Skip to comments.YouTube: Viacom challenge threatens Internet freedom
Posted on 05/26/2008 1:17:26 PM PDT by NormsRevenge
NEW YORK - A $1 billion copyright infringement lawsuit over YouTube's ability to keep copyrighted material off its popular video-sharing site threatens how hundreds of millions of people exchange all kinds of information on the Internet, owner Google Inc. said.
The company's lawyers made the claim in papers filed in U.S. District Court in Manhattan as Google responded to Viacom Inc.'s latest lawsuit alleging that the Internet has led to "an explosion of copyright infringement" by YouTube and others.
The back-and-forth between the companies has intensified since Viacom brought its lawsuit last year, saying it was owed damages for the unauthorized viewing of its programming from MTV, Comedy Central and other networks, including such hits as "The Daily Show with Jon Stewart."
In papers submitted to a judge late Friday, Google said YouTube "goes far beyond its legal obligations in assisting content owners to protect their works."
It said that by seeking to make carriers and hosting providers liable for Internet communications, Viacom "threatens the way hundreds of millions of people legitimately exchange information, news, entertainment and political and artistic expression."
Google said YouTube was faithful to the requirements of the 1998 Digital Millennium Copyright Act, saying the federal law was intended to protect companies like YouTube as long as they responded properly to content owners' claims of infringement.
On that score, Viacom says Google has set a terrible example.
In a rewritten lawsuit filed last month, Viacom said YouTube consistently allows unauthorized copies of popular television programming and movies to be posted on its Web site and viewed tens of thousands of times.
Viacom said it had identified more than 150,000 unauthorized clips of copyrighted programming including "SpongeBob SquarePants," "South Park" and "MTV Unplugged" episodes and the documentary "An Inconvenient Truth" that had been viewed "an astounding 1.5 billion times."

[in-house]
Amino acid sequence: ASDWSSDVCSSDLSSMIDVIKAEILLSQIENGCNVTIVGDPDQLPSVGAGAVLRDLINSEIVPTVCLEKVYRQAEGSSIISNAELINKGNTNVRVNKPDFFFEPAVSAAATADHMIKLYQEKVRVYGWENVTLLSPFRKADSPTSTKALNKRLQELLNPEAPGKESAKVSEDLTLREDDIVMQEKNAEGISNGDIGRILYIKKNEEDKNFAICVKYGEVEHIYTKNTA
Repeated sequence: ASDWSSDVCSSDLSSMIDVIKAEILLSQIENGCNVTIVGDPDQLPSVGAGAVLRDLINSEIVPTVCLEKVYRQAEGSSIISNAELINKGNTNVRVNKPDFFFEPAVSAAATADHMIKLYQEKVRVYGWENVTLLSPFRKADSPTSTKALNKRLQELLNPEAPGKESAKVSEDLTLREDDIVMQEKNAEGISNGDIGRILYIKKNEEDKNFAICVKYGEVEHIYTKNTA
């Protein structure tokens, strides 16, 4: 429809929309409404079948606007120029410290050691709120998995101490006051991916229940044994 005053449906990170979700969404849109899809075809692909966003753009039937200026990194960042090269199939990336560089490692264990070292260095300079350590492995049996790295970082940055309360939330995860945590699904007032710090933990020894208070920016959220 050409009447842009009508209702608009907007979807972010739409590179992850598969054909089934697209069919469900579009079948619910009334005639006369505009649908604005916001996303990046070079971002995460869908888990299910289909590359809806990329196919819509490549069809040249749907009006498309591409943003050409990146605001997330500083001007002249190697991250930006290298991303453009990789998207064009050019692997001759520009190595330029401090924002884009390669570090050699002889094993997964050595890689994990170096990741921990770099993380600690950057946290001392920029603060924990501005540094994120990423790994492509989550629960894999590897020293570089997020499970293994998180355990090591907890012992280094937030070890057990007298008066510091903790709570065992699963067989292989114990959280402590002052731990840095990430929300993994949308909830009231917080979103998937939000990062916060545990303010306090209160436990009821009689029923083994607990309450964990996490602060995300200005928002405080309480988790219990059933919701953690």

The company said its count of unauthorized clips represents only a fraction of the content on YouTube that violates its copyrights.
It said Google and YouTube had done "little or nothing" to stop infringement.
"To the contrary, the availability on the YouTube site of a vast library of the copyrighted works of plaintiffs and others is the cornerstone of defendants' business plan," Viacom said.
You tube is no different from Napster in this regard. If Napster went down then Youtube should also.
How long will it take for this lawsuit to damage Google stock?!?
The funny thing is Viacom doesn’t realize that this lawsuit hurts them too.............. youtube is like free marketing for their product!!
In other words, they had to amend the complaint because the first time they didn't have a case.
"An Inconvenient Truth" that had been viewed "an astounding 1.5 billion times."
I think incredible is a better adjective for this claim than astounding. Clearly 300,000,000 people did not each view this thing 5 times, not with the vote totals that Hillary got.
The funniest one was when they tried Suing the original MP3.Com back when it was pretty much all Indy artists selling their tunes...claiming they were protecting the rights of artists everywhere.
Yep. Sure believe that. Viacom got a copy of the Google business plan and right there in black and white, page 3, it said that the way Google forecast making lots of money was to create vast libraries of copyrighted material and distribute it for free. In a footnote it showed how much revenue was expected from free distribution.
Sure. I believe the lying sleezebag attorneys who wrote that.
The funny thing is Viacom doesnt realize that this lawsuit hurts them too.............. youtube is like free marketing for their product!!
“You tube is no different from Napster in this regard. If Napster went down then Youtube should also.”
One tiny difference - Napster didn’t have Google’s billions to defend itself with.
Careful. Pretty soon we will see lawsuits against potential customers for conspiracy failure to purchase their products.
Hmmm? Intriguing presupposition?